Titans enjoy memorable season

ALLISON PARK – When Tussey Mountain needed a long touchdown pass to beat Everett on Aug. 30 and fell to 1-1 the next week, no one could have foreseen the Titans’ season ending on the last week of November at Hampton High School’s frigid Fridley Field.

That’s what happened, though, and Tussey’s 48-7 PIAA quarterfinal playoff loss to Cardinal Wuerl North Catholic of the WPIAL did little to detract from as good a season as the Titan program has enjoyed.

As difficult as it was to keep that in perspective in the moments following the final game, the Titans still realized that.

“It’s pretty hard to come back to being happy about it right now,” said Jensen Wilkins, Tussey’s mammoth senior nose guard, “but, other than that, we’ve done so much. This season has been great.”

Tussey, which made its first trip to the state football playoffs in its history, finished with a school-record 11 wins, won the Silver Division of the Inter-County Conference and captured its second District 5 championship ever – that was its first since 1988 and broke a drought for Bedford County schools in Class A going back to 1995.

The Titans had a string of six straight games in the middle of the season in which they scored at least 42 points and then scored 41 and 42 in their district semifinal and championship contests.

Overshadowed by the prolific offense, the defense held eight of the last 11 teams it faced to 14 points or fewer.

“It was a heck of a season,” Tussey standout senior defensive end-tight end and captain Wyatt Brumbaugh said. “We always knew we had the potential. We just had to prove it.

“Heart. It was just heart.”

That showed pretty early in the year. After the heart-stopping win over Everett, Tussey faltered against what at that point was a fairly inexperienced Northern Bedford team. If not for Quinn Barnett’s 51-yard pass to Darrin Sipes that pulled out the Everett game, Tussey could very well have started 0-2.

For a program that historically has been among the lesser-lights in the region, that could have been disastrous. Instead, the Titans rose from the ashes like another mythical being – the phoenix – coming a two-point loss at Mount Union from running the table through the rest of the regular season before they dispatched traditional District 5 powers North Star and Berlin Brothersvalley in their playoff run.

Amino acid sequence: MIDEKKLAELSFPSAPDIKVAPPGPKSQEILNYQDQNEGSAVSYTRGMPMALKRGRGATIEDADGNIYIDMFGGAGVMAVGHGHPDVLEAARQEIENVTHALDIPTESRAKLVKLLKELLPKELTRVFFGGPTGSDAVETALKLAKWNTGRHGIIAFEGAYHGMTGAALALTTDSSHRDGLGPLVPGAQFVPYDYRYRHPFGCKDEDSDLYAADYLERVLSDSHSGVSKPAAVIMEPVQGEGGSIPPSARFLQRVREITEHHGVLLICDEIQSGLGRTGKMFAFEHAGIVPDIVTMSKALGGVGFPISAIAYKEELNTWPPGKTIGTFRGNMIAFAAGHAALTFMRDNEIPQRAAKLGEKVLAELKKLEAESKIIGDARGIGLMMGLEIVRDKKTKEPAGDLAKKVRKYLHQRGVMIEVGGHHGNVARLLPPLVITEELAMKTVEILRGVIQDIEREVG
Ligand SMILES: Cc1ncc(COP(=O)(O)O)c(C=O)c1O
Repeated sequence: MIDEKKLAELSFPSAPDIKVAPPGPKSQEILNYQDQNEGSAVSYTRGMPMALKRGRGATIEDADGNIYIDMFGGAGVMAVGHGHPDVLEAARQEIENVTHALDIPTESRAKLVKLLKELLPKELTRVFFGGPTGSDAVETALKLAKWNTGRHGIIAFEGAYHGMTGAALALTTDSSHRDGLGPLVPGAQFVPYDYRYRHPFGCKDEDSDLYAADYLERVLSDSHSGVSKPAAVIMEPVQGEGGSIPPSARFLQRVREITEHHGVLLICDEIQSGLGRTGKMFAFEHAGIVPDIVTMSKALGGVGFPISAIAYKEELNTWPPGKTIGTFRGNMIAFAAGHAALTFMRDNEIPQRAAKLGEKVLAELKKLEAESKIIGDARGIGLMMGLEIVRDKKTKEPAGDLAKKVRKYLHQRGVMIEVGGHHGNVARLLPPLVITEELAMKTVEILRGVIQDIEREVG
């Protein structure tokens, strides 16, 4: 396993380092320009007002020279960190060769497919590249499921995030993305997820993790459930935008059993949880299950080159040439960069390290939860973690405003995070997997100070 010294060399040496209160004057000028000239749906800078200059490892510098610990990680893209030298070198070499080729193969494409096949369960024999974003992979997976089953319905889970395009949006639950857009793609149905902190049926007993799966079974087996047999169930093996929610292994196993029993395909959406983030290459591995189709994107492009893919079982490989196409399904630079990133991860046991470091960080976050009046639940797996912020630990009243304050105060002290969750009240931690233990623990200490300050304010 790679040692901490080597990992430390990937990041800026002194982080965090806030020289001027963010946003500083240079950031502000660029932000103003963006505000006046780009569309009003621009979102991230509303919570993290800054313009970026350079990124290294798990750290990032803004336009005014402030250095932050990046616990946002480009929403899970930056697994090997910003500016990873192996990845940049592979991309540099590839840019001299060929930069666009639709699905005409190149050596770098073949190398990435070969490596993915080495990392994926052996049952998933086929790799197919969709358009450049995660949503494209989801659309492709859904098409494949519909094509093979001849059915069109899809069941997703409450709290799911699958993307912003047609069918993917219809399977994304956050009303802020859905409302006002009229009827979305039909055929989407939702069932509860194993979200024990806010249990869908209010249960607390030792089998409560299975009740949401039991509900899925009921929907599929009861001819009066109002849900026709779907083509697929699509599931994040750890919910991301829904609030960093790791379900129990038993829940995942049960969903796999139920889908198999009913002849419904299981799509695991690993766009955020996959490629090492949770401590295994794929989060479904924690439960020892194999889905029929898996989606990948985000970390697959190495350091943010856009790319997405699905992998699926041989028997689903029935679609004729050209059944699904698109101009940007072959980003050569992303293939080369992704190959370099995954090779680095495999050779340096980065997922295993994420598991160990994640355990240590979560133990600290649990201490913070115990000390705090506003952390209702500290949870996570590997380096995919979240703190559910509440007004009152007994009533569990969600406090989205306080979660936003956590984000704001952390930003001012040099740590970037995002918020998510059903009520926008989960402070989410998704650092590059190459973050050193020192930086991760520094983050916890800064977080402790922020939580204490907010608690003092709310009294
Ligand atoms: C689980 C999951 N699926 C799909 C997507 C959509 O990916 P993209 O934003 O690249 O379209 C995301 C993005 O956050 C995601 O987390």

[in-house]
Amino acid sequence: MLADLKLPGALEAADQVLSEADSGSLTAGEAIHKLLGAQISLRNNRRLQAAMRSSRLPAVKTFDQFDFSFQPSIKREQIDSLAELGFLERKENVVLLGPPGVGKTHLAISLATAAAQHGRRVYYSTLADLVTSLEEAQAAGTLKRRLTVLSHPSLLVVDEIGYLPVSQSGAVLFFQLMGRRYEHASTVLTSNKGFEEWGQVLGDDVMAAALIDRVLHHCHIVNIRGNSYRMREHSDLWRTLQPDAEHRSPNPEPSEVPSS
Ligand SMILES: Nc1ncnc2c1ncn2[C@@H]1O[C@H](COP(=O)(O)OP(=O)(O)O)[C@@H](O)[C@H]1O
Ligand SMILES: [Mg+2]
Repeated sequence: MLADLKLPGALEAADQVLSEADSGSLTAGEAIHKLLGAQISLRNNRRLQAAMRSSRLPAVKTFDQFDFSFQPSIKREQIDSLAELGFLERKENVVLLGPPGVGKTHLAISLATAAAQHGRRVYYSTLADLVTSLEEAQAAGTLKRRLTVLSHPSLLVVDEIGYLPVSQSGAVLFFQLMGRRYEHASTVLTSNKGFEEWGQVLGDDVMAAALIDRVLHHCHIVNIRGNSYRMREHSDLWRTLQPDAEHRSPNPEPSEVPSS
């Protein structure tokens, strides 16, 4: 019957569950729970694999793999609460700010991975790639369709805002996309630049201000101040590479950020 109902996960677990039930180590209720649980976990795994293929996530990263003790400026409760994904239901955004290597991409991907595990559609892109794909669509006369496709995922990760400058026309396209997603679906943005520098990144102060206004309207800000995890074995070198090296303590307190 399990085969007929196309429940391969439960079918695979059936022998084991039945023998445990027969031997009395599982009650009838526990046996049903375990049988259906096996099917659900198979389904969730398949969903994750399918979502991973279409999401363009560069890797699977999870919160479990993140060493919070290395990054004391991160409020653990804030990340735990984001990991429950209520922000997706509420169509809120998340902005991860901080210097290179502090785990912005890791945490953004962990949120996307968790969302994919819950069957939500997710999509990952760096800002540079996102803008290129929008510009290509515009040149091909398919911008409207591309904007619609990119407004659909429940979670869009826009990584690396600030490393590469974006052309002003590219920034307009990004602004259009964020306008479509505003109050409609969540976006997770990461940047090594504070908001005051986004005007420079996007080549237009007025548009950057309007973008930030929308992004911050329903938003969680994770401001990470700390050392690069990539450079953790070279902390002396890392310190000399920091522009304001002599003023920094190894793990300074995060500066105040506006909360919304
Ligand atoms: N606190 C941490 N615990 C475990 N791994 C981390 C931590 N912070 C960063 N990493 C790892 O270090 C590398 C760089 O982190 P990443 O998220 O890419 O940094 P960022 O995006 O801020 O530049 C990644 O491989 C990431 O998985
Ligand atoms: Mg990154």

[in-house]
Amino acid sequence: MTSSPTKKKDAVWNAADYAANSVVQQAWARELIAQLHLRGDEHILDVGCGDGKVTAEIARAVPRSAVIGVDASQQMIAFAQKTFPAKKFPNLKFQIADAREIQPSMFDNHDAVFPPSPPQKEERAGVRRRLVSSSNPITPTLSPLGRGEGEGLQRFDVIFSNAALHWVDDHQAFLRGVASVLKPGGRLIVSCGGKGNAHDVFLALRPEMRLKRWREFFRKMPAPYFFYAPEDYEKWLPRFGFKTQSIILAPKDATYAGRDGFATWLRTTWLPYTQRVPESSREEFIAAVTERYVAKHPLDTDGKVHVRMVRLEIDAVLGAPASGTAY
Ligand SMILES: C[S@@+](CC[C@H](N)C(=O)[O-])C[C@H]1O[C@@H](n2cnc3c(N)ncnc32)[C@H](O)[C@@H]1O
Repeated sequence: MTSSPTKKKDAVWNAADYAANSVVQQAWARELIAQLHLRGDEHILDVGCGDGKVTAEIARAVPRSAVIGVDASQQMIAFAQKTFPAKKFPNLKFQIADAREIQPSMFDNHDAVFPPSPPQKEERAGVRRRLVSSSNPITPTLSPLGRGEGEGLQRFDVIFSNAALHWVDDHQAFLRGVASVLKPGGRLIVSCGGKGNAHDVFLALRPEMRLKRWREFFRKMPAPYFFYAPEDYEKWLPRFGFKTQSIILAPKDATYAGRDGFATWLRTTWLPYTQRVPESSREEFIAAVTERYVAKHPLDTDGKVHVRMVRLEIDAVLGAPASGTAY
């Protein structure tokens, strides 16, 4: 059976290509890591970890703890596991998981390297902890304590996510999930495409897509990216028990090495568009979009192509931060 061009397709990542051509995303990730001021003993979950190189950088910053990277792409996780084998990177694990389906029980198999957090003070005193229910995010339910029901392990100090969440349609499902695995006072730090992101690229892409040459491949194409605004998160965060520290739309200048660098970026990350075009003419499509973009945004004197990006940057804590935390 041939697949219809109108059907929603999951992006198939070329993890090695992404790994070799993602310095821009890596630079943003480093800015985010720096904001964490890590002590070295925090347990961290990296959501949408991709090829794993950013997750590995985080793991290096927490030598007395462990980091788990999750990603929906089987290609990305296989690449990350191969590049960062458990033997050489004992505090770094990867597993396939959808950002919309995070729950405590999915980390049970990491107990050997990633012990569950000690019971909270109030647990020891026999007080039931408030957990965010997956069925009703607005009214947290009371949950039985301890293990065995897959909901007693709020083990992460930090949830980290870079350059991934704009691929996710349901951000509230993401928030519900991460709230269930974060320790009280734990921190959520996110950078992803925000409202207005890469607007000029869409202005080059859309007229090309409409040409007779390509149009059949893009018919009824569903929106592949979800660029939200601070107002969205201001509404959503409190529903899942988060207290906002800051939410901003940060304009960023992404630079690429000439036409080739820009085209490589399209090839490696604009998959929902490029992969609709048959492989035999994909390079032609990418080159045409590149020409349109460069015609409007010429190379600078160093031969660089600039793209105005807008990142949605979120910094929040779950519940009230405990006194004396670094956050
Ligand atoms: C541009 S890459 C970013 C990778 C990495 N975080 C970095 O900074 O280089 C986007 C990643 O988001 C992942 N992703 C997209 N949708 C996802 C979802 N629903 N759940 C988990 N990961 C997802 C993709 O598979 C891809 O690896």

“The motivation came from when we lost to NBC,” Wilkins said. “From then on, we got our heads on straight and just kept working.”

The Berlin win probably will be the game most remembered about this team. Tussey fell behind 7-0 almost immediately but didn’t hang its head, instead scoring 42 straight points to upset the top seed.

“We’ve been saying since seventh grade that we were going to go far. Everyone’s believed in us,” senior fullback Kyle Kline said, slowly breaking into tears. “We knew we had what it takes to get to [the] District 5 [championship], and we did it.”

The pieces will be there for a strong follow-up campaign in 2014.

When injuries decimated the Titans early in the second quarter, a large throng of Tussey fans got to view next year’s probable starting backfield of Quinn Barnett, Daniel Taylor, Curtis Wentz and Drew Sitch. Returnees Taylor, Wentz, Sitch and Andrew Black combined for 180 yards on the ground, while Barnett threw for more than 1,400 yards this season.

“They can do it. Everybody knows they can do it,” Brumbaugh said. “They just have to tell themselves that.”

Three starting linemen will be back, too.

“The young guys kept working hard in practice. They worked hard every snap in practice, even when they weren’t first string,” Tussey coach Josh Smith. “Even now in mop-up time, they stepped up and made some plays.”

However, there will be plenty of rebuilding to be done. Thirteen of the 27 players on the Titan roster are seniors, including starters Sipes, Brock Rhoat, Brumbaugh, Kline, Matt Kline, Lance Barnett, Tyler Runk, Matt Brode and Wilkins.

Kyle Kline played more than half the season with a torn ACL he sustained in the Williamsburg game.

“I figured it was my last year, and I couldn’t let my brothers go out alone,” said Kline, who was injured again in the second quarter on Friday night and watched the second half in street clothes with Sipes and Rhoat, who also got hurt early against North Catholic.

“Brotherhood” was the watchword for the Titans.

“We’re always behind each other. We’ve been like that from the very beginning,” Kline said. “Going through preseason and everything else with these guys, there’s nothing like it.”

Four fan buses were chartered to follow the Titans from the Saxton area to the suburbs north of Pittsburgh on a chilly night and cheered for them even late into the fourth quarter. With all this team achieved, that gave Brumbaugh the greatest satisfaction.

“We gave a community that has nothing,” Brumbaugh said, “something to believe in.”